* Technically not part of Parkour.
** You should definitely see them if you have the opportunity.

Death Race 2008

Apparently, insane Scientologist Tom Cruise is planning to produce a remake of 1975's Death Race 2000. For those of you who have haven't this "cult-classic" movie starring David Carradine and Sylvester Stallone, the film "told of a dystopian future America in which the president presides over an ultraviolent road race from New York to Los Angeles. One of the ways that drivers score points is by mowing down innocent bystanders using their heavily armed cars." I've said it before, and I'll say it again: Who ordered that?

I think I'll get my racing-related storytelling from Drive instead.

Shear Thinning: Yawn? I Think Not!

Nick's been on fire lately; he sent me a link to this video illustrating that occaisionally, "fluids do things that just don't make a lick of sense." Sometimes I'm amazed at the amount of science that can be done with a bottle of shampoo.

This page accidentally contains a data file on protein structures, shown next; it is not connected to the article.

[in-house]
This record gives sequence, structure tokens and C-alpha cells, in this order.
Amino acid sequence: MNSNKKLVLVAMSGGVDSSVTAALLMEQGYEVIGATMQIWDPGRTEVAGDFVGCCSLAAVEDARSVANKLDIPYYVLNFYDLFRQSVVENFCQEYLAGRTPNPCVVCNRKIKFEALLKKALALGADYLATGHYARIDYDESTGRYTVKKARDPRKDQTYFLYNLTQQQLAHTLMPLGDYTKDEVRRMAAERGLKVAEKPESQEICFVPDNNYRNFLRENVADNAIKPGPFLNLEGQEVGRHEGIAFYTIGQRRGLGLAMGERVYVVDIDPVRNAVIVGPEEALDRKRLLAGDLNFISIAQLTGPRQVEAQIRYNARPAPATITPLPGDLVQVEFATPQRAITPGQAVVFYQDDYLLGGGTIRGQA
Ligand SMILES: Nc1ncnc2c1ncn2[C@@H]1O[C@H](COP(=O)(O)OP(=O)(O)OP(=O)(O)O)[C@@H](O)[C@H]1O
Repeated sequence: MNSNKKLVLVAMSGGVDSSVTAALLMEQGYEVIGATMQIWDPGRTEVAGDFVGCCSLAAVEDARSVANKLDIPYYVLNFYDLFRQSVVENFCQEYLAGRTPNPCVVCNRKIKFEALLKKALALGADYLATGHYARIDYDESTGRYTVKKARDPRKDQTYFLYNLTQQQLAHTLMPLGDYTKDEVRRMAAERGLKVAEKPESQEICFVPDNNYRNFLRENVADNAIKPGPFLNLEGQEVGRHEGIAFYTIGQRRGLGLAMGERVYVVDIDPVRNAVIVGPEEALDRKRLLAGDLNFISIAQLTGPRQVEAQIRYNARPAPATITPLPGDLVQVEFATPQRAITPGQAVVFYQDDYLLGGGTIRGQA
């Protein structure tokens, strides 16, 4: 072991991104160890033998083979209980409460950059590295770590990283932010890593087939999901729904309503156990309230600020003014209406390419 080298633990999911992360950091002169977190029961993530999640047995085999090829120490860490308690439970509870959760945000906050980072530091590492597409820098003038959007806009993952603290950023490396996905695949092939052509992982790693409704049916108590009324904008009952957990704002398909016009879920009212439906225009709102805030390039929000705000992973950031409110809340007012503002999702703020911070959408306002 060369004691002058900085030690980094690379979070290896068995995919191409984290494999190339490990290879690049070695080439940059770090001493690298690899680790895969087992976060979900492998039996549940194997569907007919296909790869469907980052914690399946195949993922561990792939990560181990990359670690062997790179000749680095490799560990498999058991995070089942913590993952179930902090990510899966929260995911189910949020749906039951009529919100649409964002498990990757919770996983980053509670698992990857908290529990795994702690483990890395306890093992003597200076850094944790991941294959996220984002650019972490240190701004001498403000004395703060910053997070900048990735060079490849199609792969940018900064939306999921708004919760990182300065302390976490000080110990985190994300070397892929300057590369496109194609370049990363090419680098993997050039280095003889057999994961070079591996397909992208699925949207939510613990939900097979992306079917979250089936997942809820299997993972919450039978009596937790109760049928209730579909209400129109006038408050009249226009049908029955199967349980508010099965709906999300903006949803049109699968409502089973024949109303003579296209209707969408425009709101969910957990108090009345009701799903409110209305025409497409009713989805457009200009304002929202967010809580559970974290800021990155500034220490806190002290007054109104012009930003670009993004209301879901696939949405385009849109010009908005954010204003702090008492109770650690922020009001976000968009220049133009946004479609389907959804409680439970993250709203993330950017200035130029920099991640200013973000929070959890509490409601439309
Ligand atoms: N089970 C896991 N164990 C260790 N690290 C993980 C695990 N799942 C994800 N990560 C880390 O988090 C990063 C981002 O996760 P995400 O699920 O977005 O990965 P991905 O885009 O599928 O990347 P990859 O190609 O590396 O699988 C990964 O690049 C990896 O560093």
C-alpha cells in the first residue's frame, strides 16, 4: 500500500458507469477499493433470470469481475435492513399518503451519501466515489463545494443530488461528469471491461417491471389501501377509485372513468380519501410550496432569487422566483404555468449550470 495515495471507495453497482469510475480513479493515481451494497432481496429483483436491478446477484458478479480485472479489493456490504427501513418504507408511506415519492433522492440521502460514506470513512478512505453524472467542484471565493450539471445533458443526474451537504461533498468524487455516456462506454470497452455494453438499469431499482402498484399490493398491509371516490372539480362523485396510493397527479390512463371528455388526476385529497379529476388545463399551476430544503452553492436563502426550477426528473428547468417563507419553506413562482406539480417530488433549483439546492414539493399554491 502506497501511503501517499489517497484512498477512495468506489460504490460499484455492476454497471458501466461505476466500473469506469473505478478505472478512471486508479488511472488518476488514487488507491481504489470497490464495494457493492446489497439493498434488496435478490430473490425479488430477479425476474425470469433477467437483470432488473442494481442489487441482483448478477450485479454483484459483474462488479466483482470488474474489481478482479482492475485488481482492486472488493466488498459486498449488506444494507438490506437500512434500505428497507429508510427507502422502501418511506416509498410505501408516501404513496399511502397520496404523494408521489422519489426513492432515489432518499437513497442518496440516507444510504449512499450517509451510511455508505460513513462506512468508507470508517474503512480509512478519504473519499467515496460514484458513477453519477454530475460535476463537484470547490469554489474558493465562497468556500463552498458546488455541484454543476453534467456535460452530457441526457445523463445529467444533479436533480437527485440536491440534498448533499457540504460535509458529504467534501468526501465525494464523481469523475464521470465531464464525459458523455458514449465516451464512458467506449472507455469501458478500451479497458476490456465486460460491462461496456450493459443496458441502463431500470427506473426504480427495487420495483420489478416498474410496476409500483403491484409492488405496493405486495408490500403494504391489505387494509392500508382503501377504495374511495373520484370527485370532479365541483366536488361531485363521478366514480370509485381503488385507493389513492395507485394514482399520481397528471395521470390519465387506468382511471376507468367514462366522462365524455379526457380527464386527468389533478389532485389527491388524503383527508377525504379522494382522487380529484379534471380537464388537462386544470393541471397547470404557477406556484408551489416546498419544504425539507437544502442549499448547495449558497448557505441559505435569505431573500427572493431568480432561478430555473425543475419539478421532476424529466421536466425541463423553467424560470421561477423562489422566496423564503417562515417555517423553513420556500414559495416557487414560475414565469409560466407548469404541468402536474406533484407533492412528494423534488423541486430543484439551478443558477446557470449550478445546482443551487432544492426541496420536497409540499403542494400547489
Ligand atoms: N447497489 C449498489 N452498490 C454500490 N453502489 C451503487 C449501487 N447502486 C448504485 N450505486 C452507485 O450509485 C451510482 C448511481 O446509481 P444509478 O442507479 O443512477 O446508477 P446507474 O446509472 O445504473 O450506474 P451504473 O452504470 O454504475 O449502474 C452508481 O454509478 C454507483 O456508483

They Don't Call it a Shack for Nothing

Judging by this article, I'm guessing that the editors of the Onion, "America's finest news source," have had experiences at Radio Shack similar to Todd's and to Alison's.

Tuesday, April 17, 2007

This Will Ruin Your Life

Nick recently sent me a link to this site, a wiki devoted to cataloging all the tropes* common to TV, movies, and other media. For example, here's the page for what Nick calls "the official affliction of the non-Scooby citizens of Sunnydale." I find the site quite fascinating. Be forewarned, though: not only will this site suck up a huge amount of your time, it could also ruin your life. Or at least ruin TV and movies for you. /fauxsarcasm{Thanks, Nick.}